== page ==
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The Silent Twins Movie Review

The Silent Twins (2022) movie poster
The Silent Twins

Theatrical Release: September 16, 2022 / Running Time: 112 Minutes / Rating: R

Director: Agnieszka Smoczynska / Writers: Andrea Seigel (screenplay); Marjorie Wallace (book The Silent Twins)

Cast: Letitia Wright (June Gibbons), Tamara Lawrence (Jennifer Gibbons), LeahMondesir-Simmonds (Young June Gibbons), Eva-Arianna Baxter (Young Jennifer Gibbons), Nadine Marshall (Gloria), Treva Etienne (Aubrey), Michael Smiley (Tim Thomas), Jodhi May (Marjorie Wallace), Jack Banderia (Wayne Kennedy), Kinga Pris (Sister Nowak), Amarah-Jae St. Aubyn (Greta)


Having reviewed movies for a living since the age of 18, there isn't much in cinema that I find unusual. There are so many niches and trends in the industry that are plain for all to see. A film succeeds and others like it crop up. A film flounders and its franchise or format gets retired.

The Silent Twins is most certainly unusual.
That explains why it opened this weekend in just 279 theaters and brought them an average of only $130 each day.

Polish director Agnieszka Smoczynska (The Lure, Fugue) makes her English language debut on this film that defies expectations at every opportunity. It opens with Leah Mondesir-Simmonds and Eva-Arianna Baxter, the actresses playing the eponymous silent twins June and Jennifer Gibbons, reading off the names of cast members as they are credited. They're not silent and their characters seem to be hosting a radio show, playing a T. Rex song from their bedroom in 1970s Wales.

In reality, the young twins don't speak to their parents or their teachers or even each other if anyone else is around. Their silent noncomformity is troubling to those in their lives and school administrators decide to separate them and see if their condition improves.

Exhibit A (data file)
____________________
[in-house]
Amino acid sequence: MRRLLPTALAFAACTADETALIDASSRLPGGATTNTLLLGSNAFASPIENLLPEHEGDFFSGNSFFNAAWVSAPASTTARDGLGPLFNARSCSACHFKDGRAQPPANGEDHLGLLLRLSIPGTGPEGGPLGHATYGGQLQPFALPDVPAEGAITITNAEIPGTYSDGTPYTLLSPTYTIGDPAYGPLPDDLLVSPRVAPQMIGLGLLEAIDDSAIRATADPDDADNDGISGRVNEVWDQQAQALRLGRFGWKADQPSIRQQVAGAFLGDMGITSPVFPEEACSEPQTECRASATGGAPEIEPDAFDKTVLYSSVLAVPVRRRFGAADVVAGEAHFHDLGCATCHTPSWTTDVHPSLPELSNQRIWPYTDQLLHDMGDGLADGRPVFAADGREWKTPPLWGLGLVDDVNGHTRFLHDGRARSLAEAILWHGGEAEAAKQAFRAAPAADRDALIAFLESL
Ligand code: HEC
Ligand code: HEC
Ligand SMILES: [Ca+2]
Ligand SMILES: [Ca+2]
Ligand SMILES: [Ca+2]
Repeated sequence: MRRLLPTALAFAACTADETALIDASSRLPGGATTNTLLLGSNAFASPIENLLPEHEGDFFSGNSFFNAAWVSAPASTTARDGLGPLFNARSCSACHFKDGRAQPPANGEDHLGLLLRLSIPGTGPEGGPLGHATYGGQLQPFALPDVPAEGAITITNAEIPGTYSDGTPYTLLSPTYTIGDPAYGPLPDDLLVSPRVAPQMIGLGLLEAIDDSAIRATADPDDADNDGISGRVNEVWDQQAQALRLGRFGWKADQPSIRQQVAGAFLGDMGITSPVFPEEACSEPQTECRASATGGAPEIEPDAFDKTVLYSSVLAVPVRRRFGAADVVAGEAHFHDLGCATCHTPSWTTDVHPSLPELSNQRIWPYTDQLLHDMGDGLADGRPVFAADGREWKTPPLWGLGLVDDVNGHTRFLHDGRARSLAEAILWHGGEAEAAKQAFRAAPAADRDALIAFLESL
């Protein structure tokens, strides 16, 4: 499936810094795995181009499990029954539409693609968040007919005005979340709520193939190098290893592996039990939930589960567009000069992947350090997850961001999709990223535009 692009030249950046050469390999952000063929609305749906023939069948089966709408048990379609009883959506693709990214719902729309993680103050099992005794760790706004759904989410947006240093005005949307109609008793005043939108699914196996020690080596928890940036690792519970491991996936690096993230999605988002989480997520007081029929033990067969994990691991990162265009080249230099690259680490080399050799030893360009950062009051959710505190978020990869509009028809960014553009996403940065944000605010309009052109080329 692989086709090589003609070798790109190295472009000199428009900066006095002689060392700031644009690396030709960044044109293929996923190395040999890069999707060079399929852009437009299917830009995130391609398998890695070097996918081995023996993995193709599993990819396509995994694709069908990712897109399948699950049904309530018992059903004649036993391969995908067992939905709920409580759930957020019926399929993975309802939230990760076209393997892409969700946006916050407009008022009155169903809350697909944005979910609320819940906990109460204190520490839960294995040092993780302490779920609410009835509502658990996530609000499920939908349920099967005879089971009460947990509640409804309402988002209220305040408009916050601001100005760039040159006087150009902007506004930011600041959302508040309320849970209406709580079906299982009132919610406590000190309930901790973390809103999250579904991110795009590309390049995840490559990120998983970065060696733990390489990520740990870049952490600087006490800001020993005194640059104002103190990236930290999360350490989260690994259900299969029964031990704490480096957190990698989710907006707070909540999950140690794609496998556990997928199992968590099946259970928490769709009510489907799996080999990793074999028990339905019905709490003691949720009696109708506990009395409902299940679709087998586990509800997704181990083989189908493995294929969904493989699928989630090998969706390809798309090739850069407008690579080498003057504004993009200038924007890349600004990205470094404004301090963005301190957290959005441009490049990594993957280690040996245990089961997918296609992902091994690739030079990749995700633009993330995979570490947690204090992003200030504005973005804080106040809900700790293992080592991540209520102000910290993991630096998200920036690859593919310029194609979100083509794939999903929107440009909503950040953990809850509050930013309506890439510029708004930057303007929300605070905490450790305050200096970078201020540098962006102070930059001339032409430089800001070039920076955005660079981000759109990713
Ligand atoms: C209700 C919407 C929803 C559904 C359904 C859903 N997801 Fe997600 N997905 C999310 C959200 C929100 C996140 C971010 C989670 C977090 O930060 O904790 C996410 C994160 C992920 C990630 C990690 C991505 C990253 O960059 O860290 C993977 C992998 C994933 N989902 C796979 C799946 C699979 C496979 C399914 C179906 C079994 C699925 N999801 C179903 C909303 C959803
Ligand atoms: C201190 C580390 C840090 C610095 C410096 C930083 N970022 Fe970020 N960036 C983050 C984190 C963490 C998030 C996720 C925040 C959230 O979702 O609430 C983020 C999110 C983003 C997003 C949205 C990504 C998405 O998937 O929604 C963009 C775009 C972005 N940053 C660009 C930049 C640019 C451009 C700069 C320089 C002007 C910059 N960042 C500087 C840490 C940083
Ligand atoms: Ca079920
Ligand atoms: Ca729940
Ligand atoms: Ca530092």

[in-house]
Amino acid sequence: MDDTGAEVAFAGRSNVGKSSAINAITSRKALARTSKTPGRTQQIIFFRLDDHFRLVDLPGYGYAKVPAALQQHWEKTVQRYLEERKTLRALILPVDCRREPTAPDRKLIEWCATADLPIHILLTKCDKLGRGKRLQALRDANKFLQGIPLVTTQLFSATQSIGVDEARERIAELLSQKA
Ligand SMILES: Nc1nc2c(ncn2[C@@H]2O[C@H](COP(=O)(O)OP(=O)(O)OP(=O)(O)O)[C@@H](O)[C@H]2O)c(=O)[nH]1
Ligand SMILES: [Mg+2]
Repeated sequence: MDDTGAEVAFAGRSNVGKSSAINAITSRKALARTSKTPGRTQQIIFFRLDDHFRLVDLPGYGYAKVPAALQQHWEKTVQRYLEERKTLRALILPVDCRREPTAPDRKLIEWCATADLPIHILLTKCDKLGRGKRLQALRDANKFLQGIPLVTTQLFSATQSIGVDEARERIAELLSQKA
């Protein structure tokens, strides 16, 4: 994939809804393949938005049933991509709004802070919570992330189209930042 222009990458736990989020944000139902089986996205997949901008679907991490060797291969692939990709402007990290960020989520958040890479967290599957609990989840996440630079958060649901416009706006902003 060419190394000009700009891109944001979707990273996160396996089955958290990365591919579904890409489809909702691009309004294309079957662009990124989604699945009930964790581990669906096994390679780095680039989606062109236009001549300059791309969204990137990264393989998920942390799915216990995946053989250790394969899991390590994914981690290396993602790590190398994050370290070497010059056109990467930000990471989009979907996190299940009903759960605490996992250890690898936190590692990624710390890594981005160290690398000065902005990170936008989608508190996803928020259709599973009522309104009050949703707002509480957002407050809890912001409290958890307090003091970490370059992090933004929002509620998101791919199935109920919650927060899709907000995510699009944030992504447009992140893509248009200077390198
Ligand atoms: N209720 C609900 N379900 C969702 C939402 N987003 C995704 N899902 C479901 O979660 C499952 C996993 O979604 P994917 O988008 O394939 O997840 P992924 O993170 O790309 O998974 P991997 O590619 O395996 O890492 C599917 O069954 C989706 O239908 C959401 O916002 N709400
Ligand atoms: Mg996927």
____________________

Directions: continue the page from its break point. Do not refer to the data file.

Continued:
In "The Silent Twins", mostly mute sisters June (Letitia Wright) and Jennifer (Tamara Lawrence) enjoy the purple light of the Welsh underground.

We jump ahead to the early 1980s, with the girls apparently in their late teenage years (now played by Black Panther's Letitia Wright and British stage veteran Tamara Lawrence). To the outside world, the girls remain troubled and on top of that, they are now drawn to boys and mischief, which for them go hand in hand. They both set their sights on Wayne (Jack Bandeira), an American jock defined by his letterman jacket whom they stalk from a distance. He introduces them to sex and drugs. Soon, they are committing arson and getting sentenced indefinitely to a mental health facility.

Before that, June and Jennifer have begun to write fiction, channeling their experiences into stories they are hoping to publish while collecting government assistance.

The Silent Twins is strange and compelling, an original tale that makes extensive use of stop-motion animation to tell the seemingly aimless and random story of a couple struggling to have a child. It often makes for a frustrating experience, watching these twins put themselves in this predicament with minimal guidance and communication beyond one another. Part psychological thriller, part coming-of-age drama, the movie never really settles into one of the industry's established niches, which brings us back to it being hard to market and hard to find an audience, although my advance screening was filled with the arthouse sect, a very small number of which greeted the movie's moments of offbeat comedy with raucuous guffaws.

As young children, Silent Twins Jennifer and June Gibbons are played by Leah Mondsir-Simmonds and Eva-Arianna Baxter.

The only way to wrap your head around the picture is to know that it is based on a true story. Smoczynska and American screenwriter Andrea Seigel (Laggies) have not taken many liberties with the facts, so to speak more about the real Gibbons sisters' lives is to spoil the movie. Adapting the 1986 book of the same name by British investigative journalist Marjorie Wallace (who's presented as a fringe character here),
The Silent Twins has compelling subject matter and its depiction of mental health issues and treatment thereof should be the stuff or broad human interest.

But it remains a tough film to get and stay onboard with, as it alternates light, playful bits with dark ones, never fully securing our sympathy for the insular protagonists, even when putting them through systemic cracks.

I appreciate this film getting made with nearly no regard to commercial prospects and convention and plenty will find much to admire within, particularly in its striking and varied visual style. Still, it's not an easy viewing and will likely discomfort anyone who thinks they know what they're getting, because they're almost certainly not getting that.

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Reviewed September 18, 2022.

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